We’ve been trying to tone down the language on this blog. Honestly. But education reporters make it so damn hard.
To be fair, most of the reports of the passing of ACARA’s curriculum have been ok. Not good, not exhibiting much in the way of thought or memory or reflection, but ok. Sure, the reporters could have pointed out that the Wonderful New Curriculum is still secret, meaning nobody really knows whether the media releases are remotely accurate. They could have reported that the participants in ACARA’s final charade are still bound by ACARA’s insidious NDA and so have been cowed into not commenting. They could have reported that AMSI and AustMS have been silent, and most definitely have not signalled endorsement of the new mathematics curriculum. They could have pointed out that ACARA had screwed up royally, for years, and that the alleged improvements to the mathematics curriculum, if real and meaningful, only came about because of a massive campaign, a campaign which, until the very end, ACARA treated with utter contempt. But, after all, they’re education reporters; you can’t expect too much. Continue reading “A Bita Crap”→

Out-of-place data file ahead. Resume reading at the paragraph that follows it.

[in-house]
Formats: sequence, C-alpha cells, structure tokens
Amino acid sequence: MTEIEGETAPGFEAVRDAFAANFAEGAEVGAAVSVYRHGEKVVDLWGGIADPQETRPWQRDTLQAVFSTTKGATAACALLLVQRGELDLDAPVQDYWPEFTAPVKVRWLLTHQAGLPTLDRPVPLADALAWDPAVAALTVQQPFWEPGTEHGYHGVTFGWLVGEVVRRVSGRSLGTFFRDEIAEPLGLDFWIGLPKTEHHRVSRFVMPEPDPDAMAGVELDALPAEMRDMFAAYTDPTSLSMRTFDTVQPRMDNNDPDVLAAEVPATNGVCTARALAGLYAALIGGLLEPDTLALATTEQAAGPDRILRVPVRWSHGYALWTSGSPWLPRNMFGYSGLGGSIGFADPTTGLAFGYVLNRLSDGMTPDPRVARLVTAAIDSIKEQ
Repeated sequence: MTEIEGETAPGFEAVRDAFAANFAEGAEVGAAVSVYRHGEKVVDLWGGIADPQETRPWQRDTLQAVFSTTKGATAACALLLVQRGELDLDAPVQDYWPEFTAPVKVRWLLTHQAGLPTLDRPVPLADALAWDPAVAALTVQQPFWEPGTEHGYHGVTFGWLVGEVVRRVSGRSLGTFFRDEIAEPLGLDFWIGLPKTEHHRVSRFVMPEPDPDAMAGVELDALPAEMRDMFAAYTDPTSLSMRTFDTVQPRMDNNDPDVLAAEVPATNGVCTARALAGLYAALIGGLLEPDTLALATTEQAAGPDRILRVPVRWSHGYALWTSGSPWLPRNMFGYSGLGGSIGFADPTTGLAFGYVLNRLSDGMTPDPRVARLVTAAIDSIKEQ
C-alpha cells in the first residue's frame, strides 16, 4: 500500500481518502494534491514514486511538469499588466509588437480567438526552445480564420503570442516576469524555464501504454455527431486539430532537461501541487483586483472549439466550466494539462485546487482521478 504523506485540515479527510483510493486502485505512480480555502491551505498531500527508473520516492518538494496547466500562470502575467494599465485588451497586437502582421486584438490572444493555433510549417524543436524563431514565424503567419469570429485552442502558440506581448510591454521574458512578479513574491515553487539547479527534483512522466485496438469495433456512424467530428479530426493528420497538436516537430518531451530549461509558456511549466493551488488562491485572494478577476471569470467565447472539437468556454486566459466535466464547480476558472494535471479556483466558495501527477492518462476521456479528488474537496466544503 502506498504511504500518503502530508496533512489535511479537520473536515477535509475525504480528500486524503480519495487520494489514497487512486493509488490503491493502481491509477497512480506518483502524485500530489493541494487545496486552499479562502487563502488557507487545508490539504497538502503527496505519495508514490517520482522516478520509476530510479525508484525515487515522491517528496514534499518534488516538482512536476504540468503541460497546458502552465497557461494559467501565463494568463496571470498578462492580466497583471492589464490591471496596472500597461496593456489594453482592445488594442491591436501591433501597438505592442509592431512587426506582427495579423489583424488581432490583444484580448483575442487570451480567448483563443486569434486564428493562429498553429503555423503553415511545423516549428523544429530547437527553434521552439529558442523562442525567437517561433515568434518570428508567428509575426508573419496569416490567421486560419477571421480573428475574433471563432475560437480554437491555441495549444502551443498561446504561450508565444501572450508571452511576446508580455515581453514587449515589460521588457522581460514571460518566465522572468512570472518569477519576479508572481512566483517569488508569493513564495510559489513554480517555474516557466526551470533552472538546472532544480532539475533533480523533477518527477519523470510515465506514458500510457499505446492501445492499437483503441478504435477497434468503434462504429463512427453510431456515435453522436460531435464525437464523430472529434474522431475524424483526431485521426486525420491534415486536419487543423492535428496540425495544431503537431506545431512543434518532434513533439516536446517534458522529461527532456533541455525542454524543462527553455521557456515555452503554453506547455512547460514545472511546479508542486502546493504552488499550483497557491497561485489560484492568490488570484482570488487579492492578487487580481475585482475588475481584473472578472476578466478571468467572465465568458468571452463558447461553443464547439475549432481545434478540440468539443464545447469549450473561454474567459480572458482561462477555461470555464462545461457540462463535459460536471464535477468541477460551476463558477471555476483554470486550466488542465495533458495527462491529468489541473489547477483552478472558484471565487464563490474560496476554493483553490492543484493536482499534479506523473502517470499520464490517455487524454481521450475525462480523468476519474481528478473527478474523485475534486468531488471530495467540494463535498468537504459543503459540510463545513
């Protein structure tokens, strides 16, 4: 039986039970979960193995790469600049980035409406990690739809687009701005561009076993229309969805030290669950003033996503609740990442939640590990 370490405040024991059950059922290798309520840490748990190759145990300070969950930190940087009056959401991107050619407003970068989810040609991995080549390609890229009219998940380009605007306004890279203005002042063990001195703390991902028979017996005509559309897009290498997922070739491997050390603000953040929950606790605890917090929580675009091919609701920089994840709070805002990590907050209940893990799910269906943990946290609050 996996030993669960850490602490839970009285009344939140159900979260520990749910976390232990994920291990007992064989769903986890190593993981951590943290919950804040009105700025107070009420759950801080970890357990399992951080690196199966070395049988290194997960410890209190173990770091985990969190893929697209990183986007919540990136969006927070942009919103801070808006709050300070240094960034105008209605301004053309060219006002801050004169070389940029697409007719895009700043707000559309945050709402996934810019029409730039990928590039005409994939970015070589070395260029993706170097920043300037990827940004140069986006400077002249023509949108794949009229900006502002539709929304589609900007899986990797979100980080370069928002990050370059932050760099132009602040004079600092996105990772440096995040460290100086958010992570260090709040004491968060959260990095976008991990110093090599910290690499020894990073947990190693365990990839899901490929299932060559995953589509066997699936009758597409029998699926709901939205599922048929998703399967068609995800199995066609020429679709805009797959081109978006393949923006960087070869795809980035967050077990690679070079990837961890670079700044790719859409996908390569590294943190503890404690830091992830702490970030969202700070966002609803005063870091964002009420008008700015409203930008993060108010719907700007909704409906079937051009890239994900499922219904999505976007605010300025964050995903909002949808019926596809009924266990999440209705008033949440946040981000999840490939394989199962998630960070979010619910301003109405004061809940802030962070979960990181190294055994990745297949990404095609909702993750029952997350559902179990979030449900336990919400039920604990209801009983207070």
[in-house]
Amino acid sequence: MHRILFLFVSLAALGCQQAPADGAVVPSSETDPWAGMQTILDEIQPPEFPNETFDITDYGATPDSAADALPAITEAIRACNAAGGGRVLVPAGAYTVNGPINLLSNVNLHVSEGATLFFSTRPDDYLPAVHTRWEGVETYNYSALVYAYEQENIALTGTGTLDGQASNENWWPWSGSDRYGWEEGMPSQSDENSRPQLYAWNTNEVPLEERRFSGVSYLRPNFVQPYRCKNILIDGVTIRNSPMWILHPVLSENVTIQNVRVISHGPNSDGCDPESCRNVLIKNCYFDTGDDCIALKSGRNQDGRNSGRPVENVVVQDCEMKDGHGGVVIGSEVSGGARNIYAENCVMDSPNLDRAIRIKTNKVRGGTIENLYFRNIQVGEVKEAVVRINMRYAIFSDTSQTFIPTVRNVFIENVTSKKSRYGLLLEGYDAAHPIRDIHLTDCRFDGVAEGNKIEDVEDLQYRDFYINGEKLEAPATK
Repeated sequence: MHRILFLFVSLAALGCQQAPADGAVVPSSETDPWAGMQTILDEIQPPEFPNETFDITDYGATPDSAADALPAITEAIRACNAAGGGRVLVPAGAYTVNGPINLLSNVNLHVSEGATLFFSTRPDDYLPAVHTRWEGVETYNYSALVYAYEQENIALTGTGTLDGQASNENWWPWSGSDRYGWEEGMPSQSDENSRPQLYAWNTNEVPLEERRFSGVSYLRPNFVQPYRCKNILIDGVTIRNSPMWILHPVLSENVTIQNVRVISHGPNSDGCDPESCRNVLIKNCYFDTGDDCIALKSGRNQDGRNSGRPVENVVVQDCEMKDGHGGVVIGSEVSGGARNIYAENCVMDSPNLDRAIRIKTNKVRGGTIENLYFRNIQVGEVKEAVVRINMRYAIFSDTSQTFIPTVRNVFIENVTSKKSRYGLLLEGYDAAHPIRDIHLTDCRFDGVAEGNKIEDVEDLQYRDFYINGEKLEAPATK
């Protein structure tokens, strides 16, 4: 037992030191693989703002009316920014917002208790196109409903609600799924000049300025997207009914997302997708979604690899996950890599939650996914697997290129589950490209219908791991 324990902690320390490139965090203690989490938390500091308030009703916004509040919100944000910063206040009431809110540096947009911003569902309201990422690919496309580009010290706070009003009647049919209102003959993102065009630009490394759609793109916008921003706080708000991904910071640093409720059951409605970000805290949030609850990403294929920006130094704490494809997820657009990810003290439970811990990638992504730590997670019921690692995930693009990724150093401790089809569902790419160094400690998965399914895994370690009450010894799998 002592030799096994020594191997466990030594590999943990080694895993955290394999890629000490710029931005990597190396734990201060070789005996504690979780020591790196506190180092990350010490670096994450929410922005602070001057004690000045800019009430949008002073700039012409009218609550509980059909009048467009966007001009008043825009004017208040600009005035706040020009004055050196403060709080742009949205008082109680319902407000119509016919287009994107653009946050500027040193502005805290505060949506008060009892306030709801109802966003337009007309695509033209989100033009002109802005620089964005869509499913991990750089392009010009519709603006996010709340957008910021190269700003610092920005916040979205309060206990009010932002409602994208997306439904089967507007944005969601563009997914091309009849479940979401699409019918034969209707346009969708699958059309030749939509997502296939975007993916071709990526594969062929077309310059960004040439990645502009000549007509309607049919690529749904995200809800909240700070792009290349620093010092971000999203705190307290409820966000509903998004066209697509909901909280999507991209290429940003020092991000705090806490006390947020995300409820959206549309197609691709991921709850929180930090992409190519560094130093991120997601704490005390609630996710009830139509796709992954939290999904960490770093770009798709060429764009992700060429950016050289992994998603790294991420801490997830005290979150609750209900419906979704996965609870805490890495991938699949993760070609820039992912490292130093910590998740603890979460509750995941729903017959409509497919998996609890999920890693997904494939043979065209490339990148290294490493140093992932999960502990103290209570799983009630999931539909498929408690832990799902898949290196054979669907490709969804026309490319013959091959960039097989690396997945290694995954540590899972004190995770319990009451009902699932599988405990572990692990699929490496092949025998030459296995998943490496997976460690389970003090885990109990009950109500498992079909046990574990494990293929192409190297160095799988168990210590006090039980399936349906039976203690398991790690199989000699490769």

Yesterday, ACARA’s draft curriculum was approved by the Ministers, as it was always going to be. The draft is, of course, still secret, since when did ACARA ever give a stuff about what anybody thinks? The draft is due to appear in a couple weeks. We shall be ready.
Until the draft is released, there is not a lot upon which to comment. We know some details of the reprehensible process of the last month, and we have been given some vague hints of the nature of the new curriculum. But, because of ACARA’s insidious NDA, and out of a respect for sources, there is little we have to write and less we are permitted to write. We know, however, what to be watching for, and we’ll be waiting. Continue reading “ACARA, Annotated”→
Recently, we decided to look a little at the writings of ACARA’s CEO, David de Carvalho. There’s not a lot to see. De Carvalho’s writings exhibit the calm smugness typical of a Catholic intellectual lightweight, and without any proper consideration of how the ideas expounded might play out in practice. There is some discussion of the nature of the Australian Curriculum (and NAPLAN), but not a lot. There is little acknowledgment of criticism and essentially no attempt at rebuttal. Nonetheless, there are some excerpts worth noting and worth hammering. Continue reading “David de Carvalho Wrecks the Joint”→